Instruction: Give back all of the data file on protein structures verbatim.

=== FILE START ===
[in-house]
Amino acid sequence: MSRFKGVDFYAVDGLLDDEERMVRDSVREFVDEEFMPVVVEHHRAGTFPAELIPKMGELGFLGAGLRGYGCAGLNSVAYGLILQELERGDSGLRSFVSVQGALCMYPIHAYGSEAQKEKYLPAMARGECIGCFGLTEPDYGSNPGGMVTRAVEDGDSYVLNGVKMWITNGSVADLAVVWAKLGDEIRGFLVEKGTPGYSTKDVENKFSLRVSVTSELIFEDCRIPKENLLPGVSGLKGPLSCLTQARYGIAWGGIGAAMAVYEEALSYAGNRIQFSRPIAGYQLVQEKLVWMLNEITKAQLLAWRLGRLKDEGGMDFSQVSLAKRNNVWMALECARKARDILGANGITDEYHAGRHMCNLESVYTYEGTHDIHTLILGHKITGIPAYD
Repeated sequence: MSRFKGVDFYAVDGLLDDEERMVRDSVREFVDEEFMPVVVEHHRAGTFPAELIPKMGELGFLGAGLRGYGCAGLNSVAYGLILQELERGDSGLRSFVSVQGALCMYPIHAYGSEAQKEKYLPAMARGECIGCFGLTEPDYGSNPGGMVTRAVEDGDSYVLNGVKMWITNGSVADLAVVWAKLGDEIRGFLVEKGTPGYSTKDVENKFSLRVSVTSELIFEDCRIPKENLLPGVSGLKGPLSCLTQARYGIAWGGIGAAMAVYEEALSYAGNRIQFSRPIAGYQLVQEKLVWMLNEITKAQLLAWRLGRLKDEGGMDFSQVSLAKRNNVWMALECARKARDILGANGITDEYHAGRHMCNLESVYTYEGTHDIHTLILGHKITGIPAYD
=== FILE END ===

[in-house]
Amino acid sequence: MSRFKGVDFYAVDGLLDDEERMVRDSVREFVDEEFMPVVVEHHRAGTFPAELIPKMGELGFLGAGLRGYGCAGLNSVAYGLILQELERGDSGLRSFVSVQGALCMYPIHAYGSEAQKEKYLPAMARGECIGCFGLTEPDYGSNPGGMVTRAVEDGDSYVLNGVKMWITNGSVADLAVVWAKLGDEIRGFLVEKGTPGYSTKDVENKFSLRVSVTSELIFEDCRIPKENLLPGVSGLKGPLSCLTQARYGIAWGGIGAAMAVYEEALSYAGNRIQFSRPIAGYQLVQEKLVWMLNEITKAQLLAWRLGRLKDEGGMDFSQVSLAKRNNVWMALECARKARDILGANGITDEYHAGRHMCNLESVYTYEGTHDIHTLILGHKITGIPAYD
Repeated sequence: MSRFKGVDFYAVDGLLDDEERMVRDSVREFVDEEFMPVVVEHHRAGTFPAELIPKMGELGFLGAGLRGYGCAGLNSVAYGLILQELERGDSGLRSFVSVQGALCMYPIHAYGSEAQKEKYLPAMARGECIGCFGLTEPDYGSNPGGMVTRAVEDGDSYVLNGVKMWITNGSVADLAVVWAKLGDEIRGFLVEKGTPGYSTKDVENKFSLRVSVTSELIFEDCRIPKENLLPGVSGLKGPLSCLTQARYGIAWGGIGAAMAVYEEALSYAGNRIQFSRPIAGYQLVQEKLVWMLNEITKAQLLAWRLGRLKDEGGMDFSQVSLAKRNNVWMALECARKARDILGANGITDEYHAGRHMCNLESVYTYEGTHDIHTLILGHKITGIPAYD